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According to the study, “local military factors” at the LoC/IB are the most frequent cause of CFVs. “That is, CFVs are not planned, directed, or cleared by higher military commands or political establishments, but are instead driven by the dynamics on the frontlines.”

One local factors is what military personnel call “testing the new boys” — an attempt by one side to assess the resolve of a new battalion posted on the opposite side. Serving and retired military officers interviewed for the study affirmed that this was routine. The study quotes serving BSF officers at Jammu’s Pittal post as attributing CFVs by the Pakistan Rangers that lasted 45 days beginning July 2014, to the arrival of a new BSF battalion.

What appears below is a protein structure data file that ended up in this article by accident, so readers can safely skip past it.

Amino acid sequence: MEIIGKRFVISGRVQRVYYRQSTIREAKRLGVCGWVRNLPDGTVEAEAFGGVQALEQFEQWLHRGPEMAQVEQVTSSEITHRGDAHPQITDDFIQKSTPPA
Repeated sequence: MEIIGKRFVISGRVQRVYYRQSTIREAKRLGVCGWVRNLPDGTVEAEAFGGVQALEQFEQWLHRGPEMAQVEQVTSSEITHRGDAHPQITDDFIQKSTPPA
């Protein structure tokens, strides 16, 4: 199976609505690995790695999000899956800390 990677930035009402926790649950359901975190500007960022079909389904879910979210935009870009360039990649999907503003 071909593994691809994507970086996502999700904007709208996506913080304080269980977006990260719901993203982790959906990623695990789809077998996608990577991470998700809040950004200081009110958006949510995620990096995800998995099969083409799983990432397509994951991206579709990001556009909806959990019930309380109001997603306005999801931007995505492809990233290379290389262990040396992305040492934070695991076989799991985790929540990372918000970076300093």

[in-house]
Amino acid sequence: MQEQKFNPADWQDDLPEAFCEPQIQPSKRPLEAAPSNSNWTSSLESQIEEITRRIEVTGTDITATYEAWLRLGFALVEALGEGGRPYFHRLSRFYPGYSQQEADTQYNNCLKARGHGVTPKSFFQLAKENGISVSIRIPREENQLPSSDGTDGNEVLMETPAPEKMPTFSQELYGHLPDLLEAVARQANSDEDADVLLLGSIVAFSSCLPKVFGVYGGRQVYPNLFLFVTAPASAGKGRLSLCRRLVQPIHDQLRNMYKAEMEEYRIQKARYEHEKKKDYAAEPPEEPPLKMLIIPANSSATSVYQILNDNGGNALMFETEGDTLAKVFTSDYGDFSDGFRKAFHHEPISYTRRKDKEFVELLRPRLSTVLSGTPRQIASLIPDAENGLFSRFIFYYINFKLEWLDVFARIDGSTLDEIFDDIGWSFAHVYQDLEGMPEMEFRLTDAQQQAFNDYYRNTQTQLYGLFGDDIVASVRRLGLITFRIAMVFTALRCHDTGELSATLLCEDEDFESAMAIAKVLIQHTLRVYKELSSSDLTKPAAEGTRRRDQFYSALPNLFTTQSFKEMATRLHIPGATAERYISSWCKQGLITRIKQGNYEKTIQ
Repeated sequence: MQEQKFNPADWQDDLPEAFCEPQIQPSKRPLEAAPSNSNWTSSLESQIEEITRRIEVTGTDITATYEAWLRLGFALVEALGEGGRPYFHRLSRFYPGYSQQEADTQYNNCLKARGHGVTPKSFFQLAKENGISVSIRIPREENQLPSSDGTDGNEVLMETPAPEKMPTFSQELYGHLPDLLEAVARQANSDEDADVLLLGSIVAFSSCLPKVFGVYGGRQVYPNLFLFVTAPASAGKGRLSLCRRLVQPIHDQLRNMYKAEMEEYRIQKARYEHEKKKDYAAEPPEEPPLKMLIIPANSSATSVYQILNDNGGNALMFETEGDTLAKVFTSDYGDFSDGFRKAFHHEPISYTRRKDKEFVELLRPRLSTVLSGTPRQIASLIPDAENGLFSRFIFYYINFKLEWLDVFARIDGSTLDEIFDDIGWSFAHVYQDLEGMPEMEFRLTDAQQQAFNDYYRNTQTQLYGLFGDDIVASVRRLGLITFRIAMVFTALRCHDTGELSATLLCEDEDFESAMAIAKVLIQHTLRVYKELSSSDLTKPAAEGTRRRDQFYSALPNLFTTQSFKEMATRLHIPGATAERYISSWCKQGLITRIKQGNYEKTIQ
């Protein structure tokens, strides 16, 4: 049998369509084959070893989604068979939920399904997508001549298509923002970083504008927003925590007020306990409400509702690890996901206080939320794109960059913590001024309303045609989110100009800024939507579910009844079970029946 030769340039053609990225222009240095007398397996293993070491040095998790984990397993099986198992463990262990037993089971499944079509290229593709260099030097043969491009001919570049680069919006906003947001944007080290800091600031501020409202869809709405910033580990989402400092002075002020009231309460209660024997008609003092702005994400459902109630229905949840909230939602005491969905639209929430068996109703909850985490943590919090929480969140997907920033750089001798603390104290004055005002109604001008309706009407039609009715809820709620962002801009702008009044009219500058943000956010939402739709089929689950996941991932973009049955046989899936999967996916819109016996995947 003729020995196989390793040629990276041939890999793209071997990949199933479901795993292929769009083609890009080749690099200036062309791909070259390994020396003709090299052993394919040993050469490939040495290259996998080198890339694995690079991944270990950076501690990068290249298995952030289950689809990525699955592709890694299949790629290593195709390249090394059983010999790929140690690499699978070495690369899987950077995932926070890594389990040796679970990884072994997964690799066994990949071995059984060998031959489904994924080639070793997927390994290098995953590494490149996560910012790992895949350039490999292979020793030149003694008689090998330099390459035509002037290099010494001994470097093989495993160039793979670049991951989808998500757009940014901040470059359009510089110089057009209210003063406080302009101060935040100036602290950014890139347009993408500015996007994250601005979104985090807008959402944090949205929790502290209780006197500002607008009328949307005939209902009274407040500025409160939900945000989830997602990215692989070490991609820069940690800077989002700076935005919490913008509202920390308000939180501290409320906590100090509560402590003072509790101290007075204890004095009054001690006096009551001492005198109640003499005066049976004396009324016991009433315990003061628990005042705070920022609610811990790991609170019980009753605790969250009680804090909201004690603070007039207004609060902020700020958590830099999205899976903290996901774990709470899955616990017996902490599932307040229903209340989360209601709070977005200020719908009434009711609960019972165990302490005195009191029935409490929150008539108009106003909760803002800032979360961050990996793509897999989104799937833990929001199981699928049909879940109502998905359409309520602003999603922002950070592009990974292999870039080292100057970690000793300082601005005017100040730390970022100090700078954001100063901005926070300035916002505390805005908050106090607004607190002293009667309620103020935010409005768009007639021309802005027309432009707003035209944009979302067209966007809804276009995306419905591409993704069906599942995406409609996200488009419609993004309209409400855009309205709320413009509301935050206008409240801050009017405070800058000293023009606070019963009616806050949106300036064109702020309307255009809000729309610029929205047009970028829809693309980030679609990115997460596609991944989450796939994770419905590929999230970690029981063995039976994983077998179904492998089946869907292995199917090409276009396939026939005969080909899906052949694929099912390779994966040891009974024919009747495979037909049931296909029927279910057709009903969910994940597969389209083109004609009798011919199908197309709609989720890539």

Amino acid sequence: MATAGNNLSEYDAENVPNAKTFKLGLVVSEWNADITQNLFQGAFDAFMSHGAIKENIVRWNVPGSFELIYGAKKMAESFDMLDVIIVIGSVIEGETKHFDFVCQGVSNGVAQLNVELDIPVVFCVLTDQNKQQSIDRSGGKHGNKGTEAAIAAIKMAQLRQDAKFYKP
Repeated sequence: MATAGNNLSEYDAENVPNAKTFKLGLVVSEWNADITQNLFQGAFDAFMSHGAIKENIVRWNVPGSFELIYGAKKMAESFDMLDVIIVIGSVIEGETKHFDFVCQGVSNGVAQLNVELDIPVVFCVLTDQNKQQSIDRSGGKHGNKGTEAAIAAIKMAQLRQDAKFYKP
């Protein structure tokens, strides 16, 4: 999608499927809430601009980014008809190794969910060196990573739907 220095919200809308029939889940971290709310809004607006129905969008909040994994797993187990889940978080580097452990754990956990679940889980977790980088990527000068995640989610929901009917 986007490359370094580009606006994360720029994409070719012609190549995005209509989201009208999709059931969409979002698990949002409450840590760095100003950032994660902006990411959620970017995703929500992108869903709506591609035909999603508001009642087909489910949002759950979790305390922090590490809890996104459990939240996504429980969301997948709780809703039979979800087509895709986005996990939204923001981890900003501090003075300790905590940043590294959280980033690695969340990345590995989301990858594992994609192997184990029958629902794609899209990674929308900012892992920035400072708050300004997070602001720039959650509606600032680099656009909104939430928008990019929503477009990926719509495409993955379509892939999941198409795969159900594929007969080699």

Sometimes, new units want to establish themselves with firepower. Each side tries to establish “morale ascendency” — signaling that it has the better morale, and is, therefore, the better fighting unit, and capable of dominating the other side. Personalities of local commanders have a direct impact on CFVs, the study finds. On the weakly defined LoC, “land grabs”, or attempts to do so, could lead to CFVs. The emotional state of soldiers — such as after its national cricket side wins a match — also lead to CFVs.

At least two major violations were linked to defence constructions, which neither side is supposed to undertake within 500 yards of the LoC and 150 yards on the IB, the study found. However, constructions take place anyway, to enhance observational capability, and the capacity to hold ground in case of a standoff. Construction by one side elicits aggressive responses from the other.